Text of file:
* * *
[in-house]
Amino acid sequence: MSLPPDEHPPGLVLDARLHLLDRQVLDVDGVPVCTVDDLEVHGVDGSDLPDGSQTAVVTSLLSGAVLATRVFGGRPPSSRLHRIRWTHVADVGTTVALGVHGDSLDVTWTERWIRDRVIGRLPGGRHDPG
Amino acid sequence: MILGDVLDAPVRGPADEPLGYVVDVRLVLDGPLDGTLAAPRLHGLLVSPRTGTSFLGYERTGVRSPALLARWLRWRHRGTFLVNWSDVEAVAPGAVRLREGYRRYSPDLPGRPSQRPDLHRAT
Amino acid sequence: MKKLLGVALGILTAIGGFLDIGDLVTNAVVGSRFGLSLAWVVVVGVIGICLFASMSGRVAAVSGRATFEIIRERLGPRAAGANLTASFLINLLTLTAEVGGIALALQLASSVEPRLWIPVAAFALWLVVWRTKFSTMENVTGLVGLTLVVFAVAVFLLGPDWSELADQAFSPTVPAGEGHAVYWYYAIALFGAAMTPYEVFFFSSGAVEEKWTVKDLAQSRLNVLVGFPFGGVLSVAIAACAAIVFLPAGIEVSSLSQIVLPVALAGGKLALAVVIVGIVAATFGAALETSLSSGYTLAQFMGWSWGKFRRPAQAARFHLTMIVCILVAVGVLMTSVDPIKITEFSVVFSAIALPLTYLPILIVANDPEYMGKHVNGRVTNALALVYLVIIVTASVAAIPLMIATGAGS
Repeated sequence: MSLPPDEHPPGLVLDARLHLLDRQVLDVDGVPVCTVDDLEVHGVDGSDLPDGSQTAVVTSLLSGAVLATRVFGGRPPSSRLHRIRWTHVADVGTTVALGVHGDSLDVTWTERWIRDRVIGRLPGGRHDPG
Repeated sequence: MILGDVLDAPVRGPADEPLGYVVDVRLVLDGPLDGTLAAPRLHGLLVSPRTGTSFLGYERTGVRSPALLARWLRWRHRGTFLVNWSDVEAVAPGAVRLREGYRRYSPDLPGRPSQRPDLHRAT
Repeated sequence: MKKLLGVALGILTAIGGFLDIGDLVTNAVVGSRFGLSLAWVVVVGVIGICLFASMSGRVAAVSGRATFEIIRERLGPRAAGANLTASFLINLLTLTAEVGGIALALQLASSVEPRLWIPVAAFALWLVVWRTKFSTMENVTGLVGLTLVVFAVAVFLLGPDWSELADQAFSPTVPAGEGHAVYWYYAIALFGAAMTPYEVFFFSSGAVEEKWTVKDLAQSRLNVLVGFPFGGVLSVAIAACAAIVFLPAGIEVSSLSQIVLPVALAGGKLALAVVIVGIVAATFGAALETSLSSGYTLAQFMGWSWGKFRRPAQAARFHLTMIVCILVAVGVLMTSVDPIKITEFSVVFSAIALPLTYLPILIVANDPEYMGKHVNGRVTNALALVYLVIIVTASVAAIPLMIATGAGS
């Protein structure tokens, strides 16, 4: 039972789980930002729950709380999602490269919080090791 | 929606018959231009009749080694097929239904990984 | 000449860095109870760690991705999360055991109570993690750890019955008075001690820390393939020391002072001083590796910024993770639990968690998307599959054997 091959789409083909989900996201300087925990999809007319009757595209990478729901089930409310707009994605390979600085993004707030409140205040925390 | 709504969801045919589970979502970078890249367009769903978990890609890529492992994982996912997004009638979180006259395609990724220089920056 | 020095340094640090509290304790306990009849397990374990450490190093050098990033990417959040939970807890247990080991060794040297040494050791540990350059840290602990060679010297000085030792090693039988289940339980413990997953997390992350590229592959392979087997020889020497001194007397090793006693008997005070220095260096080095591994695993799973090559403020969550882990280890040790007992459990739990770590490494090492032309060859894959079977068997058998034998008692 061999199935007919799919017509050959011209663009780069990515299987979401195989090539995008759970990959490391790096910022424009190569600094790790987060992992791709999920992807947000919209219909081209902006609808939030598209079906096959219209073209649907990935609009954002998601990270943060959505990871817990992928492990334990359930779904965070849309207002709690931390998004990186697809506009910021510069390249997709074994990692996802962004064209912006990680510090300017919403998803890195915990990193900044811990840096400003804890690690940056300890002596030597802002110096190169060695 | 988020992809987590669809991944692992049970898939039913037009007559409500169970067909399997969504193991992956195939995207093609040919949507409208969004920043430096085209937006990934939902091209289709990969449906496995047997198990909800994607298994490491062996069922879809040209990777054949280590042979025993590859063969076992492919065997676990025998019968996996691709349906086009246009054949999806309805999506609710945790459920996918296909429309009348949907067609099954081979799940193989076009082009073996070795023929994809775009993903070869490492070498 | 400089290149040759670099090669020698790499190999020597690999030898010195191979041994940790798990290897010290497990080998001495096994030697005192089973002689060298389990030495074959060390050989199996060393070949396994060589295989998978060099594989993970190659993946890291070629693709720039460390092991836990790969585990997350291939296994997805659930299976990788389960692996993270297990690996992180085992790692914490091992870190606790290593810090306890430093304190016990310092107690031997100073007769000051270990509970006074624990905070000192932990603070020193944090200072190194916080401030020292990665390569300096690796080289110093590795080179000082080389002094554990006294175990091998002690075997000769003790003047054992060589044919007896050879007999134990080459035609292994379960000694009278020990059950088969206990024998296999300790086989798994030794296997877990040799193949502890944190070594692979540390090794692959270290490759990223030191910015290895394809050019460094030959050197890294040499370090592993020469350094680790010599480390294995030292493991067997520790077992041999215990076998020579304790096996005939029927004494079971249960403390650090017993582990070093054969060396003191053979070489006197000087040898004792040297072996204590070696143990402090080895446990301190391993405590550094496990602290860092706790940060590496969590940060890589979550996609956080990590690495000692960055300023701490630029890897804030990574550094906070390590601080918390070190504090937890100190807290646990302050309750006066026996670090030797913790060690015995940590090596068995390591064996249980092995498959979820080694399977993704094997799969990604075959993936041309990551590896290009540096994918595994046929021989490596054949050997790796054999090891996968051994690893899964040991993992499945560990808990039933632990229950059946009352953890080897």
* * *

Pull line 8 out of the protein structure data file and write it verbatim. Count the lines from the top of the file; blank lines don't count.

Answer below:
């Protein structure tokens, strides 16, 4: 039972789980930002729950709380999602490269919080090791 | 929606018959231009009749080694097929239904990984 | 000449860095109870760690991705999360055991109570993690750890019955008075001690820390393939020391002072001083590796910024993770639990968690998307599959054997 091959789409083909989900996201300087925990999809007319009757595209990478729901089930409310707009994605390979600085993004707030409140205040925390 | 709504969801045919589970979502970078890249367009769903978990890609890529492992994982996912997004009638979180006259395609990724220089920056 | 020095340094640090509290304790306990009849397990374990450490190093050098990033990417959040939970807890247990080991060794040297040494050791540990350059840290602990060679010297000085030792090693039988289940339980413990997953997390992350590229592959392979087997020889020497001194007397090793006693008997005070220095260096080095591994695993799973090559403020969550882990280890040790007992459990739990770590490494090492032309060859894959079977068997058998034998008692 061999199935007919799919017509050959011209663009780069990515299987979401195989090539995008759970990959490391790096910022424009190569600094790790987060992992791709999920992807947000919209219909081209902006609808939030598209079906096959219209073209649907990935609009954002998601990270943060959505990871817990992928492990334990359930779904965070849309207002709690931390998004990186697809506009910021510069390249997709074994990692996802962004064209912006990680510090300017919403998803890195915990990193900044811990840096400003804890690690940056300890002596030597802002110096190169060695 | 988020992809987590669809991944692992049970898939039913037009007559409500169970067909399997969504193991992956195939995207093609040919949507409208969004920043430096085209937006990934939902091209289709990969449906496995047997198990909800994607298994490491062996069922879809040209990777054949280590042979025993590859063969076992492919065997676990025998019968996996691709349906086009246009054949999806309805999506609710945790459920996918296909429309009348949907067609099954081979799940193989076009082009073996070795023929994809775009993903070869490492070498 | 400089290149040759670099090669020698790499190999020597690999030898010195191979041994940790798990290897010290497990080998001495096994030697005192089973002689060298389990030495074959060390050989199996060393070949396994060589295989998978060099594989993970190659993946890291070629693709720039460390092991836990790969585990997350291939296994997805659930299976990788389960692996993270297990690996992180085992790692914490091992870190606790290593810090306890430093304190016990310092107690031997100073007769000051270990509970006074624990905070000192932990603070020193944090200072190194916080401030020292990665390569300096690796080289110093590795080179000082080389002094554990006294175990091998002690075997000769003790003047054992060589044919007896050879007999134990080459035609292994379960000694009278020990059950088969206990024998296999300790086989798994030794296997877990040799193949502890944190070594692979540390090794692959270290490759990223030191910015290895394809050019460094030959050197890294040499370090592993020469350094680790010599480390294995030292493991067997520790077992041999215990076998020579304790096996005939029927004494079971249960403390650090017993582990070093054969060396003191053979070489006197000087040898004792040297072996204590070696143990402090080895446990301190391993405590550094496990602290860092706790940060590496969590940060890589979550996609956080990590690495000692960055300023701490630029890897804030990574550094906070390590601080918390070190504090937890100190807290646990302050309750006066026996670090030797913790060690015995940590090596068995390591064996249980092995498959979820080694399977993704094997799969990604075959993936041309990551590896290009540096994918595994046929021989490596054949050997790796054999090891996968051994690893899964040991993992499945560990808990039933632990229950059946009352953890080897």